Ahead of the London Classic and Sports Car show this weekend at Alexandra Palace, here’s our rundown of the most priceless motors in the world
Over the last 10 years, the upper end of the classic car market has outperformed most other comparable investments in art, wine, stamps, property and equities.
Unfortunately, you will have needed more than an Austin Mini or a Morris Minor to take full advantage of the extraordinary increase in the value of classic cars, which has gone up by as much as 456 per cent in 10 years according to the Historical Automobile Group index.
Much like the art market, auctions for the world’s top classic cars can attract wild speculation, with certain cars selling way above their estimated sale value. The variations of the Ferrari 250 have been particularly popular, with one Ferrari 250 GTO setting an auction record of $38,115,000 at Bonhams’ Quail Lodge sale last year.
The cars listed below haven’t set any auction records and most are unlikely to ever be sold publically but each represents a truly unique part of automotive history making them virtually priceless.
1955 Mercedes 300 SLR ‘722’
Racing legend Sir Stirling Moss famously drove this Mercedes, number 722, at the 1955 Mille Miglia, setting a record time of 10 hours and 7 minutes. This meant Moss averaged an incredible 98.53 mph over the 992-mile circuit. This was no ordinary race, the Mille Miglia was a long distance endurance race that took place on public roads in Italy with little in the way of safety features.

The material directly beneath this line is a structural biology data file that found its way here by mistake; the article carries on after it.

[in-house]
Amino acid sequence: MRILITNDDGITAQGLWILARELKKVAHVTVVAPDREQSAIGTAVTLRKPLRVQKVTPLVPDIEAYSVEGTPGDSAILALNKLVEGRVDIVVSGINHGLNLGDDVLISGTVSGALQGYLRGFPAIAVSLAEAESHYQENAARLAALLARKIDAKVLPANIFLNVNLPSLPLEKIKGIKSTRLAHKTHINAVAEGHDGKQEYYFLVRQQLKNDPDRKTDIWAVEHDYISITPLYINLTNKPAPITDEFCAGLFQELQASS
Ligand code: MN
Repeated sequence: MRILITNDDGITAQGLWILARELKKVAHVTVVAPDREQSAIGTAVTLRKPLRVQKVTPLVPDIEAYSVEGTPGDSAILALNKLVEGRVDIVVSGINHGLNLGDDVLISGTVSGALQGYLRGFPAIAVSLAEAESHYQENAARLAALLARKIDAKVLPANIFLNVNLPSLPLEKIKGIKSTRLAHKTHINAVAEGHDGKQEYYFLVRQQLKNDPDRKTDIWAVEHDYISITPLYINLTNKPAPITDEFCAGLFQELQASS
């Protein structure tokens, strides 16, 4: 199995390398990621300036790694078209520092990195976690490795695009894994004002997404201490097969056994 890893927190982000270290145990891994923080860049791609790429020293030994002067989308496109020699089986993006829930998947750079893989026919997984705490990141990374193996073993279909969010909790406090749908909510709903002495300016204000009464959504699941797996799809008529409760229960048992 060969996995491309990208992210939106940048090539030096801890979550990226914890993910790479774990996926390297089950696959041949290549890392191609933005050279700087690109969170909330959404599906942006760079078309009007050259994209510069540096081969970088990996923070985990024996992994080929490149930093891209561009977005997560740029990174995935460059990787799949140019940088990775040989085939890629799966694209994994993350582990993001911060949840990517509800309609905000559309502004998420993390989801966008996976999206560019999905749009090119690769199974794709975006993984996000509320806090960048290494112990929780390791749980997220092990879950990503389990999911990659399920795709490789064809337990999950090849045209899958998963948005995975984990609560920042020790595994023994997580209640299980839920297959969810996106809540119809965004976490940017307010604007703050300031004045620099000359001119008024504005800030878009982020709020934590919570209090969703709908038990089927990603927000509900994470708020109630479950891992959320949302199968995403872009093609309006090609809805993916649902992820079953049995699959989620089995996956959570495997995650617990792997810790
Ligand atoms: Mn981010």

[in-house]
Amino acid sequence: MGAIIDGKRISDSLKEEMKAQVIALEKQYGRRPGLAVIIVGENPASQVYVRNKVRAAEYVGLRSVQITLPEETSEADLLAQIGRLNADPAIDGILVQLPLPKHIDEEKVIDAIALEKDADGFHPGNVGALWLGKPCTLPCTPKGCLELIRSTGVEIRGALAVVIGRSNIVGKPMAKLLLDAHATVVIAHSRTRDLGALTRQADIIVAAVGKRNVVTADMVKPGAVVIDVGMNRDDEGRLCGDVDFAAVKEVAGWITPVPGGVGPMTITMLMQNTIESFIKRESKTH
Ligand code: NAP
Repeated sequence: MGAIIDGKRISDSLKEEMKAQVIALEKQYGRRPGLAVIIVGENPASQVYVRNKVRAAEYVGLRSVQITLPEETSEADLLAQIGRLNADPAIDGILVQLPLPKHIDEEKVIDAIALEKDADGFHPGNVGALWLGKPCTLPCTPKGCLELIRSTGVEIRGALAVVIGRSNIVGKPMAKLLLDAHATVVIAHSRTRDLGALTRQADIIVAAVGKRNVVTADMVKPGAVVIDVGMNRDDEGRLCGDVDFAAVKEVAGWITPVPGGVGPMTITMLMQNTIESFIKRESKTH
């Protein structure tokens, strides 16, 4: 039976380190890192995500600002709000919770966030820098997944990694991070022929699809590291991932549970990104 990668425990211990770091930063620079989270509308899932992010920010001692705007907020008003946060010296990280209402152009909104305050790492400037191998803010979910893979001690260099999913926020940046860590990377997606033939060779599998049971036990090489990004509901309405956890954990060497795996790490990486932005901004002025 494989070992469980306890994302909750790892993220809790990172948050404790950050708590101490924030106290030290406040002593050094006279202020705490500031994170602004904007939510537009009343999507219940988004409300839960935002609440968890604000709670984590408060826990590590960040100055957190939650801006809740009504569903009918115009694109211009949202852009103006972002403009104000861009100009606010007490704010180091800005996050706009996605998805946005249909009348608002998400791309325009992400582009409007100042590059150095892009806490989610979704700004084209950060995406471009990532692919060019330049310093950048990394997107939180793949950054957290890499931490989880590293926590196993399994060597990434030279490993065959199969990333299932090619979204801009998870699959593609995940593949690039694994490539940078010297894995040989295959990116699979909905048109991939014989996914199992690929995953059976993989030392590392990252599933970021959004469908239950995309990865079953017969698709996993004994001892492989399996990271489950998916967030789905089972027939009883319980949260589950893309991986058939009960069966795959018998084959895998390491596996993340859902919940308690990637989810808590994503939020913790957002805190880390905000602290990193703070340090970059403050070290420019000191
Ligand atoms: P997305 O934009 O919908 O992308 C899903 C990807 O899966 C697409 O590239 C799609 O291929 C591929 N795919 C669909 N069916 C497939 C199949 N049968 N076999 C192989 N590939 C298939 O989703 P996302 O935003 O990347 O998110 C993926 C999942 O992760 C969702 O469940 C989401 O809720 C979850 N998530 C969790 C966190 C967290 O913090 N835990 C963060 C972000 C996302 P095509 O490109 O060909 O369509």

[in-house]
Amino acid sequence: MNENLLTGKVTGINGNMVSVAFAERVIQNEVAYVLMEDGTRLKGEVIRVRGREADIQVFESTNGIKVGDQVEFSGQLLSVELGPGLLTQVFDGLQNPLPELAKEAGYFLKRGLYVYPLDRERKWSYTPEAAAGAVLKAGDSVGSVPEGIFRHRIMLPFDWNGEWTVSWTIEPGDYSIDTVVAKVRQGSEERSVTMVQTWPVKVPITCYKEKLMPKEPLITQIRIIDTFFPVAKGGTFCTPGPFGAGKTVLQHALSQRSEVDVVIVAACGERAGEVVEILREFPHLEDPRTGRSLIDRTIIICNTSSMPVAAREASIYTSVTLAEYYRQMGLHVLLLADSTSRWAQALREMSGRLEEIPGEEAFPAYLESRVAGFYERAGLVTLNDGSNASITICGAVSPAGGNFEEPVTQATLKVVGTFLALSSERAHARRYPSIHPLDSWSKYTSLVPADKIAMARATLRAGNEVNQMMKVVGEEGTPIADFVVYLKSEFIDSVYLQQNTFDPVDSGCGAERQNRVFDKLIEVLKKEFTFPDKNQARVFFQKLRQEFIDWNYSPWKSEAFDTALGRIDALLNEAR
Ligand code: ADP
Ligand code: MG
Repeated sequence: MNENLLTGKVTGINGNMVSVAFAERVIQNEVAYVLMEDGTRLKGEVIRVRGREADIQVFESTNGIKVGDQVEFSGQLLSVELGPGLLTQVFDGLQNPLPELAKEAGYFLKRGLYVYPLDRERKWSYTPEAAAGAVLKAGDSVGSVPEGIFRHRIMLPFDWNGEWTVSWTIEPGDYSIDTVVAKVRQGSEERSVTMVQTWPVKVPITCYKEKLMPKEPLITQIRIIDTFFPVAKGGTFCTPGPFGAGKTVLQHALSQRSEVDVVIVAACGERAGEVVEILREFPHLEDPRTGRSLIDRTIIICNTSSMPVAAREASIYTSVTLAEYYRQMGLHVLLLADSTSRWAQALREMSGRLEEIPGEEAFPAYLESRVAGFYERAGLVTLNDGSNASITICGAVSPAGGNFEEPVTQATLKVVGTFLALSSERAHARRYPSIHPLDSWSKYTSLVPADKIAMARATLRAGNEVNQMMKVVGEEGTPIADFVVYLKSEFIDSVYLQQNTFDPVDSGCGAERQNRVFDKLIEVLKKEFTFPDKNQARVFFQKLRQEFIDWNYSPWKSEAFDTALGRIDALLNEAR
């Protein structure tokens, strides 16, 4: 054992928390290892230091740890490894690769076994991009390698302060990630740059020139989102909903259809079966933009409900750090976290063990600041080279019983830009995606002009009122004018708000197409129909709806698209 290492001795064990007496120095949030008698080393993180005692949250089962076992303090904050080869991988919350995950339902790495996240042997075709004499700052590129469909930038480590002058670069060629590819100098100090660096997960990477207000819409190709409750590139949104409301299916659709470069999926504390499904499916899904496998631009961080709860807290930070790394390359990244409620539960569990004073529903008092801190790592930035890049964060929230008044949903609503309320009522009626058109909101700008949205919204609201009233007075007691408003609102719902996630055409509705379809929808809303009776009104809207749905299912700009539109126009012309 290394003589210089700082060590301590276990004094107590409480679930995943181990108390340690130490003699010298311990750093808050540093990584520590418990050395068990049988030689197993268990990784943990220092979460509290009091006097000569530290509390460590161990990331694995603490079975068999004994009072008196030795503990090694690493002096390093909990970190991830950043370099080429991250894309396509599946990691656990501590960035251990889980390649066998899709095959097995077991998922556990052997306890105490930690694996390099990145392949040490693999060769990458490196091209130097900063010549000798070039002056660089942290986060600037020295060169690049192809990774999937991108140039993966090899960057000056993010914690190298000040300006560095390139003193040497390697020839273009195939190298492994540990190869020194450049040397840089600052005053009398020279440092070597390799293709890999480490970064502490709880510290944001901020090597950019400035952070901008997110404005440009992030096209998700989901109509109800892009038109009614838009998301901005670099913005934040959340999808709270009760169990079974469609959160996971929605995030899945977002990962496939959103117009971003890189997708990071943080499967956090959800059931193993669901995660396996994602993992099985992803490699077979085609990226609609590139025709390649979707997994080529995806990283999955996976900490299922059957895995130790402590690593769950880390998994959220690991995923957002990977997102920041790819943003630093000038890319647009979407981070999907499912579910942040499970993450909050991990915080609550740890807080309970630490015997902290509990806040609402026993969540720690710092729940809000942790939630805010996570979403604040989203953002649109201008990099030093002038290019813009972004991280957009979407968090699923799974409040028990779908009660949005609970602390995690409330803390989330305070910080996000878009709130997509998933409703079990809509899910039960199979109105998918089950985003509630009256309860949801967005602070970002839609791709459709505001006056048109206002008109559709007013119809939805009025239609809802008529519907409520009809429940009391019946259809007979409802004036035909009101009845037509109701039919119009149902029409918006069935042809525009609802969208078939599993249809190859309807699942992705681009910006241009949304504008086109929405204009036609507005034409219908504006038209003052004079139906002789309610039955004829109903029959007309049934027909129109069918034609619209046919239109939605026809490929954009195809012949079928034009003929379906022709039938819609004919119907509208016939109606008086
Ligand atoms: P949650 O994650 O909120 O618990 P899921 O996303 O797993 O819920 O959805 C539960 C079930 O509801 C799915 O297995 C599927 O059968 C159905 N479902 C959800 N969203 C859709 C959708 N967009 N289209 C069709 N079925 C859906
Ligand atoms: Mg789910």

The race was banned in 1957 after two fatal crashes. This particular car has always been owned by Mercedes and will likely forever remain in their collection. A similar Mercedes W196 Grand Prix car sold for $29,600,000 at auction last year.
1928 Bugatti T35B 4914
This was the first car to win the Monaco Grand Prix after it was launched in 1929. Its driver was William Grover-Williams, who would later become a highly successful SOE agent in France during WWII alongside other racing drivers; this would tragically lead to his death at the hands of the Nazis in 1945.
The vast majority of vintage racing cars from this period have experienced hard lives being obsolete for many years so they’ve either been scrapped or had major components replaced.
T35B 4914 has been lovingly maintained, rather than extensively updated or restored and as such it is widely regarded as one of the most original Grand Prix cars from the 1920s. Underneath its current blue paint, the British Racing Green that Grover-Williams raced under can be found as a reminder of the most historic of all Monaco GP victories.